That’s a complete fabrication. Australia and Singapore both allow you to purchase private insurance for a profit. I’m sure there are many others. Yes, both of those countries do offer their own equivalent to the public option, but they certainly also allow private insurance which does cost more, but offers quicker, more premium service.

  29. expdoc

    I think I may have posted here before about a recent meeting I had with a regional administrator from the public health system in Australia. She was in charge of the 3 public hospitals in the area of Brisbane and lamented about how underfunded her system had become.

    She marvelled at the health care options available to Americans and noted that they were even greater than those seen at the “private” hospitals in her region.

    We don’t want a 2 tiered system in this country, we want a system with access for all patients to a market based system as I have described multiple times previously.

    Patients MUST have control of their own healthcare dollars, otherwise we have no chance of controlling costs while maintaining quality and innovation.

  30. The whole purpose of insurance is shared cost. Ryan’s plan shifts the cost back to the individual, at the cost of thousands of dollars per year and adding over 30 TRILLION (see comment #7) in overall costs, much of that going to profits of the insurance companies.

    Sorry, I would rather have my money going to someone’s health care than to some CEO’s yacht!

  31. Milton Waddams


    How many people do you have in your office to handle billing? By billing I mean insurance coding. Wouldn’t it be nice to not need that employee and related costs?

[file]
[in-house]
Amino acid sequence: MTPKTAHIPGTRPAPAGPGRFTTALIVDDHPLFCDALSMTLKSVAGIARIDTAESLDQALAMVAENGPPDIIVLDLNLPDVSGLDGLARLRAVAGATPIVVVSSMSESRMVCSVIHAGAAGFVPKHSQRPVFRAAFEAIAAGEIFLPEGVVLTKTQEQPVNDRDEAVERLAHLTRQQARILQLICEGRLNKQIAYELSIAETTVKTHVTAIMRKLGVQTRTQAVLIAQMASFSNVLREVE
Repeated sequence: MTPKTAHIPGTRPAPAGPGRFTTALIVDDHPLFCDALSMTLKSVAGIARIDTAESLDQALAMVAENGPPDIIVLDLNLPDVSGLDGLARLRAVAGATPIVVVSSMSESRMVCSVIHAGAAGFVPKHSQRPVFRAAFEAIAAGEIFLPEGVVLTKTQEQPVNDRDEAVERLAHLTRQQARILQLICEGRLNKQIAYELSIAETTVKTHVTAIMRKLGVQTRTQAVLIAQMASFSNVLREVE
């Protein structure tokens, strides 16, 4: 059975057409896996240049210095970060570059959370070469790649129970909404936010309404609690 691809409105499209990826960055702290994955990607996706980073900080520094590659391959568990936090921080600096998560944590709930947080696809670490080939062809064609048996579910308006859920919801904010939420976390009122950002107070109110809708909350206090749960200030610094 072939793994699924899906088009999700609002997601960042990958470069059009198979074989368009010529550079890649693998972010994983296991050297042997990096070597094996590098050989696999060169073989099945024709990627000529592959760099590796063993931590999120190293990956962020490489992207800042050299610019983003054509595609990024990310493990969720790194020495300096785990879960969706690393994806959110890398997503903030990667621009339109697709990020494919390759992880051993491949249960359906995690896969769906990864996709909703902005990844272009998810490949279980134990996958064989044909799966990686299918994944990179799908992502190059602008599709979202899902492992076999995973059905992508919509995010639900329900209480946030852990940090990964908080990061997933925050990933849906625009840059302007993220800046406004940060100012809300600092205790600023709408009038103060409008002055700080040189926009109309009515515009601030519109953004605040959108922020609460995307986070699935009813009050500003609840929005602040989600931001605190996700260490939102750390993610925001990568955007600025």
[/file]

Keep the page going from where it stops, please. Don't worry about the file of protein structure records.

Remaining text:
32. expdoc


    The people in my office that handle billing are there to deal with Medicare and Medicaid billing issues as much as anything else.

    If you have a billing error with Aetna it can be settled via negotiation and repayment. Have a billing error with Medicare (either in your advantage or in Medicare’s advantage) and you can be charged with fraud and go to jail.

    We spend much of our overhead complying with rules and regulations put in place by the government. That wouldn’t go away, in fact, it would probably get worse.

  33. Milton Waddams

    I stand corrected. I had heard that there was a lot of effort involved in coding procedures properly so that they are covered by a particular insurance plan, etc.

  34. “you can be charged with fraud and go to jail”

    Oh, come on, doc. More exaggeration and fear-mongering. Just how often does that happen with billing errors! And if there is fraud, that’s not a billing error, and you should go to jail.

  35. Expdoc

    Fear mongering for who? I’m glad you are concerned for my personal welfare Jerry. You have no idea what you are talking about.

    A billing error is fraud in the eyes of CMS Jerry. They collect triple damages plus interest.

  36. Yea right. And the jails are overflowing with doctors because of billing errors. And here I thought the jails were overflowing because of drug offenses.

    Silly me!

  37. expdoc

    Where did I say the jails were overflowing with doctors?

    You’re really not too smart Jer’.

    The jails aren’t overflowing with doctors because most of us hire additional staff to make sure we are in compliance with federal and state regulation. Then we can stay out of jail.

    We haven’t even touched on HIPPA yet which is another, essentially worthless federal boondoggle.